A spiny herbaceous plant, milk thistle produces a flavonoid complex known as silymarin. People have used the seeds of milk thistle medicinally for more than 2,000 years to take advantage of the silymarin. The complexes found within the seeds of milk thistle, according to the Mayo Clinic, have been used to treat gastrointestinal, gall bladder and liver conditions. Separating the seeds from the spiky hairs of a milk thistle plant is a difficult process because of the spikes. However, you can easily remove the seeds and cure them yourself to prevent them from pricking your fingers.
Clip the tops of the seeded heads from your growing or fresh-cut milk thistle plants.
Place the cut seeded heads in a brown paper sack and allow them to dry in the sack for about a week.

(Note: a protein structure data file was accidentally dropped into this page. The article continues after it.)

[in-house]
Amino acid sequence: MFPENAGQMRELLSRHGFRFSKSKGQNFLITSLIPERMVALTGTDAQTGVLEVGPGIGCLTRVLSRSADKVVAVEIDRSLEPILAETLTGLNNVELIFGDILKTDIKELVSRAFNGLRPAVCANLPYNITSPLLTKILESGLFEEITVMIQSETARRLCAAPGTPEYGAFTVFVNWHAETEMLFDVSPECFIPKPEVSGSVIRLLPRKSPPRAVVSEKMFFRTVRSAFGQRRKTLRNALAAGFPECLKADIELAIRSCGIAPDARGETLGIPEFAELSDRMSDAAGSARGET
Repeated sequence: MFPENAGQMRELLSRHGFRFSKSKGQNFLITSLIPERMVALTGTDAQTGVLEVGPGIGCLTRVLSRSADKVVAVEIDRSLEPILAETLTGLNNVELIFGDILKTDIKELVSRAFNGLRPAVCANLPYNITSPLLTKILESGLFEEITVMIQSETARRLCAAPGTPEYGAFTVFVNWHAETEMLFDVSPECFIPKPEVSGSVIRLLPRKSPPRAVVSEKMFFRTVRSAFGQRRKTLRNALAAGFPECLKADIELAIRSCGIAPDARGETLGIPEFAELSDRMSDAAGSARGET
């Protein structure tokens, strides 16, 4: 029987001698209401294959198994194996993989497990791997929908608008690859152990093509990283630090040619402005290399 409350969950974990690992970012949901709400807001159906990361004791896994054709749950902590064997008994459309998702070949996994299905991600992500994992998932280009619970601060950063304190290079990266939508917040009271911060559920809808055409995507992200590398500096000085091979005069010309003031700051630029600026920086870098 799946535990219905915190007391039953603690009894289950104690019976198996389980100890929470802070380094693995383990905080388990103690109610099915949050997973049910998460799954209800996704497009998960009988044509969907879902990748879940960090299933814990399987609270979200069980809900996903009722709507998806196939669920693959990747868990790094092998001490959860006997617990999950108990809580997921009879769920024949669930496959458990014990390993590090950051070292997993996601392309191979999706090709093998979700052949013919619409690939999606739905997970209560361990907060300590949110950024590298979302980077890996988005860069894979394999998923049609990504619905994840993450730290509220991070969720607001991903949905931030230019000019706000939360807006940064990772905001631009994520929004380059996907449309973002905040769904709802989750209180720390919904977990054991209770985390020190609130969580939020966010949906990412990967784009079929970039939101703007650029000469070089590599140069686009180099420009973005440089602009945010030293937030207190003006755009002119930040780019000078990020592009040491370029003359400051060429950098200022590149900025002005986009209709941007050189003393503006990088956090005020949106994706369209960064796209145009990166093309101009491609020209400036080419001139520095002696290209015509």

Place the paper sack on your counter or outdoors on asphalt.
Use a rolling pin to lightly apply pressure to the dried milk thistle flower heads within the bag. This causes the seed heads to crack open and release the seeds.
Pour the contents of the bag over a sifting screen, then place the bag beneath it. The bag will catch the seeds as you sift through them on the sifting screen. The seeds are tiny enough to fit through the screen whereas the hairs and other large bits cannot fit.
Brush the debris such as the hairs and brittle bits of flower casing away from the tiny seeds of the milk thistle flower.